Atrial fibrillation (AF) is a type of irregular heartbeat. It means your heart is not working as well as it could and it may make you more likely to have a stroke. About 750,000 people in the UK are living with AF, and it’s more common as we get older.
The following could be a sign that you have AF:
- Palpitations (being aware of your heart beating fast)
- Chest pain
No symptoms but an irregular pulse over one minute
If you think you have some of these symptoms, it is important to talk to your GP. To find out if you have AF, a doctor or nurse will check your pulse. If it feels irregular, they may refer you for more tests to check whether you have AF.
AF and its link to stroke
AF can increase your risk of stroke by up to five times.
A stroke happens when the blood supply to part of the brain is cut off. This could be due to a blockage in an artery (‘ischaemic stroke’) or by bleeding in the brain (‘haemorrhagic stroke’). A transient ischaemic attack (TIA) or ‘mini stroke’ is similar to a stroke, but the symptoms are temporary.
Your heart is a muscle and its job is to pump blood around your body. This pumping action creates your pulse. A normal pulse, when you are resting, is regular and between 60 to 100 beats per minute. If you have AF your heart beats in an irregular way (sometimes up to 140 times a minute).
If you have an irregular heartbeat, your heart may not have a chance to relax and empty itself of blood properly before filling up again. As a result, the blood does not move quickly and smoothly, and can form clots. If these clots then travel in the blood stream towards the brain, they could block the blood flow to your brain and cause a stroke or TIA.
If you are concerned that you may have AF, it is important for you to Ask First. Make sure you ask your GP for a pulse check to find out whether you may have AF. It could mean that you prevent a future stroke from happening.
Treatments to help prevent AF related strokes
There are a number of treatment options for AF, ranging from simple medications to more complex procedures, which you should discuss with your GP or specialist. As well as considering your irregular heartbeat, your doctor will also assess your risk of stroke.
Strokes can be prevented, so if they find you have a higher risk, the right treatment can lower your chances of having a stroke. The main treatment is blood thinning medication.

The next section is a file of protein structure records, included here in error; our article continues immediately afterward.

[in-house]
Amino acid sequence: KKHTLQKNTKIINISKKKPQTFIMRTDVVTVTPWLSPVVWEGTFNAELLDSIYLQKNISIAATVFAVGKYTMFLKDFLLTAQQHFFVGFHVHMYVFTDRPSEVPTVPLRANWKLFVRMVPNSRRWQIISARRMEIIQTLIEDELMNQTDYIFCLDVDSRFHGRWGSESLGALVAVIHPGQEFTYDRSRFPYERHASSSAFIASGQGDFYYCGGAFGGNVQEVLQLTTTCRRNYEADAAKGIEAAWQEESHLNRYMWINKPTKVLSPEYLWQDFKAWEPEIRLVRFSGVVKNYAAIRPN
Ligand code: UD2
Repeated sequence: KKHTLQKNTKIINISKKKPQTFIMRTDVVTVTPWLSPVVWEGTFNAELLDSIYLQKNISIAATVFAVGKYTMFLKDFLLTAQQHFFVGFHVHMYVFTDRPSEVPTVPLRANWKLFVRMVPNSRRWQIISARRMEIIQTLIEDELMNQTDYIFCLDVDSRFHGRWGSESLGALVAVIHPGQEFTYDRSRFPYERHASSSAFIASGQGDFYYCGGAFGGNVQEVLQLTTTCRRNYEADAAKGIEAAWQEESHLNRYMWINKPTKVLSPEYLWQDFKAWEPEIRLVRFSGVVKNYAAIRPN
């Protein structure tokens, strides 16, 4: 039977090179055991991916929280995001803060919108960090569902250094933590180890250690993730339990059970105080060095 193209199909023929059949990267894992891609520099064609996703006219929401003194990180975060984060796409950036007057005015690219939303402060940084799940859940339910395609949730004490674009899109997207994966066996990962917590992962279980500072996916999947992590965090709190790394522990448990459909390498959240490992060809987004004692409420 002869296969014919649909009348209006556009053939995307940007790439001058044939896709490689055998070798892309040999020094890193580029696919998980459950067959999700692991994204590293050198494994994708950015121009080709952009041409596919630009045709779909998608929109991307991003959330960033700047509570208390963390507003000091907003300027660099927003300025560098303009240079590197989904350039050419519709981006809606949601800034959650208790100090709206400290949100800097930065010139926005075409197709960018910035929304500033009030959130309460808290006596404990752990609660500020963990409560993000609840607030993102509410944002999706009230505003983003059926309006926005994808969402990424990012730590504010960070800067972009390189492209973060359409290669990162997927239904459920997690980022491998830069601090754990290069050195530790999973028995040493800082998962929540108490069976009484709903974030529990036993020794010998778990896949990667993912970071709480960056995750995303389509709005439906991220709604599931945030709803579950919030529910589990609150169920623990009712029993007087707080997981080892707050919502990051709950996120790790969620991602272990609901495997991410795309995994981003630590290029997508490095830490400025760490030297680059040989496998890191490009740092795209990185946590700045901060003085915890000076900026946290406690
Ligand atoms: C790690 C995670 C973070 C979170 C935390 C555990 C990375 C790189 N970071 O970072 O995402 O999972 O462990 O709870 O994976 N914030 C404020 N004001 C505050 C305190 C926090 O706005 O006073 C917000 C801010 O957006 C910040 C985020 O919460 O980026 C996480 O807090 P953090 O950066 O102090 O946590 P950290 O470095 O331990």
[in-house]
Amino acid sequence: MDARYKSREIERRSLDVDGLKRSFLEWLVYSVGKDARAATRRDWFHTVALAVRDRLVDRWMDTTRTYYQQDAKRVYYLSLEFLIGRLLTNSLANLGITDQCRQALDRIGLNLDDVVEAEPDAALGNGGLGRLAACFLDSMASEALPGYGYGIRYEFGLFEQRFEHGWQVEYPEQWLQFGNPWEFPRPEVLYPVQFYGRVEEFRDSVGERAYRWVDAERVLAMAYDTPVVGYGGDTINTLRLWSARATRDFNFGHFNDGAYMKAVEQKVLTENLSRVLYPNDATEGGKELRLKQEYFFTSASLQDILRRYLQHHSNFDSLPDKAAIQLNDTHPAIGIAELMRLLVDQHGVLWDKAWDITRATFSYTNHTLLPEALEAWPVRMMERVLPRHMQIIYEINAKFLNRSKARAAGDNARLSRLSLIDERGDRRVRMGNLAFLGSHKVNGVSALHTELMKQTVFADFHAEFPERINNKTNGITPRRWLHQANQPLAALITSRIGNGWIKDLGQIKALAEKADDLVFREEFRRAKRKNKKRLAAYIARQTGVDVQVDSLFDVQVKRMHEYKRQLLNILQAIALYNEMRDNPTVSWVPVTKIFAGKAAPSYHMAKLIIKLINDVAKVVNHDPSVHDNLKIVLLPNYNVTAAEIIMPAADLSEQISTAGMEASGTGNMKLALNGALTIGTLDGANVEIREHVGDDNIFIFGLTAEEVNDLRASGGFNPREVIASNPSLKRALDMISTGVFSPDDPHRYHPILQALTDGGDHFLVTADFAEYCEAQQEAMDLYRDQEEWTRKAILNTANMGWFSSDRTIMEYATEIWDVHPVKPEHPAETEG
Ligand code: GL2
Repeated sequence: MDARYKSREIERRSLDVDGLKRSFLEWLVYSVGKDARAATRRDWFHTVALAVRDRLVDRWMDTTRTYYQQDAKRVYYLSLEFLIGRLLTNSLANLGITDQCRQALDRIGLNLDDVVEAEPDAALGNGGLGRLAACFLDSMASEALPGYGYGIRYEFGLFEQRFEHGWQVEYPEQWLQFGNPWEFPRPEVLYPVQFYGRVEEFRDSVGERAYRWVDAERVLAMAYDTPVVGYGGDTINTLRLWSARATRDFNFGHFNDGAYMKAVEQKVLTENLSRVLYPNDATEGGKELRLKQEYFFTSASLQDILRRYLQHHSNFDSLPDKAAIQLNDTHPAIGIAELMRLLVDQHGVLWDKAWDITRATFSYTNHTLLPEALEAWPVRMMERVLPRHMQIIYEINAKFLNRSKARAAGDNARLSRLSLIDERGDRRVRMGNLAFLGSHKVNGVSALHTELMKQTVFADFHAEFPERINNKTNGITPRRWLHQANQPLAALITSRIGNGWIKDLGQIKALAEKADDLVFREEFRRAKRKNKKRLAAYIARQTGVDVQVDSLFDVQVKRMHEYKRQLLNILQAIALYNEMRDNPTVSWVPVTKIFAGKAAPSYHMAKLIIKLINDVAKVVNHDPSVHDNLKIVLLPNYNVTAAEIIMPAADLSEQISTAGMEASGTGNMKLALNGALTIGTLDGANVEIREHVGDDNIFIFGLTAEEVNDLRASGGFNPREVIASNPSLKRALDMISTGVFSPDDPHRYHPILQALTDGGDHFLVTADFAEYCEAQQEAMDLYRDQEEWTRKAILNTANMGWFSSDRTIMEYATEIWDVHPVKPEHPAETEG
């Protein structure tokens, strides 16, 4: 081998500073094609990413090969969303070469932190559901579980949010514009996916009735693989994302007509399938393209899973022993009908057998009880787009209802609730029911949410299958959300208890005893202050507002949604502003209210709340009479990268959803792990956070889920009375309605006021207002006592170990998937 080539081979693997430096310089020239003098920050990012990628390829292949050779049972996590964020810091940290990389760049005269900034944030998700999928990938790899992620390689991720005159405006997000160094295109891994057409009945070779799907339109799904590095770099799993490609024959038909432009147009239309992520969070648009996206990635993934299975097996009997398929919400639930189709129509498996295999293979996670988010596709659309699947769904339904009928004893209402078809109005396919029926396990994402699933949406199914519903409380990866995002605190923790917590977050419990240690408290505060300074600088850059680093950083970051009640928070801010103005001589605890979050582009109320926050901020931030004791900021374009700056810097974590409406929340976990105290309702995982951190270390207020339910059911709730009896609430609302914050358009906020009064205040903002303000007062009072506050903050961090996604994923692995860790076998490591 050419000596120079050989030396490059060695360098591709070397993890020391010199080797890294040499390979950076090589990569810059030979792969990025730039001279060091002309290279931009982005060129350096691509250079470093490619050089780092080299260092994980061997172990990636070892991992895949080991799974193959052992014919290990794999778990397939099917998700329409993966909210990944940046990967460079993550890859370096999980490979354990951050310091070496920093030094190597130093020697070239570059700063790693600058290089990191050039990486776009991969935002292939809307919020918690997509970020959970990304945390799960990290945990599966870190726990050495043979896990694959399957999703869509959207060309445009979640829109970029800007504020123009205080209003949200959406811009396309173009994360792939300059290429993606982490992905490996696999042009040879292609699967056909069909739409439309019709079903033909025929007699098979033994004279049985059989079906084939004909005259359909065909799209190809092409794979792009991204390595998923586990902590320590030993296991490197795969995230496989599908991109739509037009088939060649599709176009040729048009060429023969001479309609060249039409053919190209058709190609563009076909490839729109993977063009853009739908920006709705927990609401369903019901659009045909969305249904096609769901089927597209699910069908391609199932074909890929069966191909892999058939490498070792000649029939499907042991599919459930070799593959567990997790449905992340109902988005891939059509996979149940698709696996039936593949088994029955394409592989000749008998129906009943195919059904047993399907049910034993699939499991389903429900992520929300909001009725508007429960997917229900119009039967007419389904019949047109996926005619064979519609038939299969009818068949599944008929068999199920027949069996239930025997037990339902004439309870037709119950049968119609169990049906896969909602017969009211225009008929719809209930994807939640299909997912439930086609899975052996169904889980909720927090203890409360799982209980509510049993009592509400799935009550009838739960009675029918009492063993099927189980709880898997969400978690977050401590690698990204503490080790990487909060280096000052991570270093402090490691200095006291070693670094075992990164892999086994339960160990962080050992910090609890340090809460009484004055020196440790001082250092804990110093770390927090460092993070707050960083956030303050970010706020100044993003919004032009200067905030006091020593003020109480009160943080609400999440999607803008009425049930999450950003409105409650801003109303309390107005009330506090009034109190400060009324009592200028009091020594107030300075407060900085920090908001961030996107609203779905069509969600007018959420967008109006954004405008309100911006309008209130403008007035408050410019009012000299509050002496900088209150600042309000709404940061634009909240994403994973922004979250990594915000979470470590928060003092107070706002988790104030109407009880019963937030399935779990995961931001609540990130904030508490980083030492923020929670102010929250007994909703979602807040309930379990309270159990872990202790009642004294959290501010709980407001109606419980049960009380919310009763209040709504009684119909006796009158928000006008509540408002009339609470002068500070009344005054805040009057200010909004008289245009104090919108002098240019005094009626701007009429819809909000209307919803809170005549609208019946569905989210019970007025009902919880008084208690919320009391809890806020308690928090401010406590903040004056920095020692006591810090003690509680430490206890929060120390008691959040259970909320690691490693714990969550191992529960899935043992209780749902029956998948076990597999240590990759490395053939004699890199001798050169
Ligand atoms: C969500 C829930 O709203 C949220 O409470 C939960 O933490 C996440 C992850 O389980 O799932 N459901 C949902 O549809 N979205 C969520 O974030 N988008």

Some medications to thin the blood are called anti-coagulants such as Warfarin. These medications make your blood less likely to clot. Warfarin isn’t suitable for everyone and there are a number of new anticoagulants which have recently been approved. Information about these new medications, and more about stroke risk reduction in AF, can be found on the NICE website.
Once on medication, you will need regular tests to check your blood isn’t getting too thin and to watch what you eat, drink and your other medications while on it.
Other blood thinning medications belong to a group called anti-platelets, for example aspirin and clopidogrel. They are used to reduce your risk of stroke if your risk is low, but they aren’t as effective if you have AF.
Did you know?
If you have AF, Warfarin can reduce your risk of stroke by 60%
Download our Ask First leaflet
Read our Ask First leaflet which is full of information on what AF is and its symptoms. If you have AF, it also has a useful checklist to take to your doctor.
Download the Ask First leaflet in English
Download the Ask First leaflet in Welsh
What else can I do to reduce my risk of stroke?
There are some simple ways you can change your lifestyle to lower your chances of having a stroke. To find out more please go to the stroke prevention section of our website.
These other organisations also provide information on AF:
Atrial Fibrillation Association
PO Box 1219, Chew Magna
Bristol, BS40 8WB
Tel: 01789 451 837
PO Box 405, Bromley, Kent, BR2 9WP
Tel: 020 8289 6875